Michael.Paoli at cal.berkeley.edu
Fri Sep 28 05:50:34 PDT 2007
*Properly* implemented, chroot can be a quite effective security tool.
chroot is *not* an adequate defense against UID 0 (superuser, a.k.a.
"root") - most any basic *NIX security book will tell you that -
there are just too many ways that UID 0 is an exception and isn't
restrained in the manners applicable to all other UIDs, that it's far
too easy for UID 0 to break out of a chroot environment.
Yes, it requires UID 0 to invoke chroot, but UID 0 can
setgid(2)/setuid(2), and can do so within chroot, and done so
properly, that dropping of UID 0 privilege is quite effectively
irrevocable by the PID (and thus, once done properly, *and* done
properly in a properly secured chroot environment, chroot can then be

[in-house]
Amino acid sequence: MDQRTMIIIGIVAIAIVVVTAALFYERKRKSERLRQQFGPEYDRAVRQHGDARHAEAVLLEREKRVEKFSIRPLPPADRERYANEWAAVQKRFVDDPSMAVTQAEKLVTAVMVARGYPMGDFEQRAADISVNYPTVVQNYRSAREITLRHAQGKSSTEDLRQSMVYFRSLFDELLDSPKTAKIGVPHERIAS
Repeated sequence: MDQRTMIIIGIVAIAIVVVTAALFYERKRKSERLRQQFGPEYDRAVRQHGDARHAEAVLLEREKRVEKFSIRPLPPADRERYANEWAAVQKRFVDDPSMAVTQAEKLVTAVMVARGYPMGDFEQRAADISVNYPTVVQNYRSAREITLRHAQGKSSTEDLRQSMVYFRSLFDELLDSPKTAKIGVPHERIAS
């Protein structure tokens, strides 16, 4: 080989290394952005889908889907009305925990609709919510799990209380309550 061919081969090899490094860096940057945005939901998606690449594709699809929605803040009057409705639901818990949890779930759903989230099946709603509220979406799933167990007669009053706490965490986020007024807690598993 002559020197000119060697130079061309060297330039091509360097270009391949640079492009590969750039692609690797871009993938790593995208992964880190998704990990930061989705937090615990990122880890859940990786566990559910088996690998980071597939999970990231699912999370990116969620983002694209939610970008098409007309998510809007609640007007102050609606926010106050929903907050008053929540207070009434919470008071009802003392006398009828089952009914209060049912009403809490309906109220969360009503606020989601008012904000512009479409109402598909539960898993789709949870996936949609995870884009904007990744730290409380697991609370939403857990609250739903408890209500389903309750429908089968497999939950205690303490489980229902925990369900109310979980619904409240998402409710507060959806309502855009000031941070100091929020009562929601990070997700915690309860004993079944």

Again, some good security references will generally tell one at least
the basic dos and don'ts of a chroot environment.
Though not a guarantee against ignorance and stupidity, some OS
flavors include utilities (e.g. the BSDs' jail) to make it a bit
easier to set up a properly secured chroot environment - and at least
in some cases, to also add some additional security enhancements to
Quoting Christian Einfeldt <einfeldt at gmail.com>:
> On 9/27/07, Christian Einfeldt <einfeldt at gmail.com> wrote:
> > heh, here is a /. article which talks about chroot as a security
> > if I am reading the summary correctly. I haven't read the story yet.
> > http://it.slashdot.org/it/07/09/27/2256235.shtml
> hmm, but the comments are trashing the assertion that chroot is insecure...
> because chroot requires root access!
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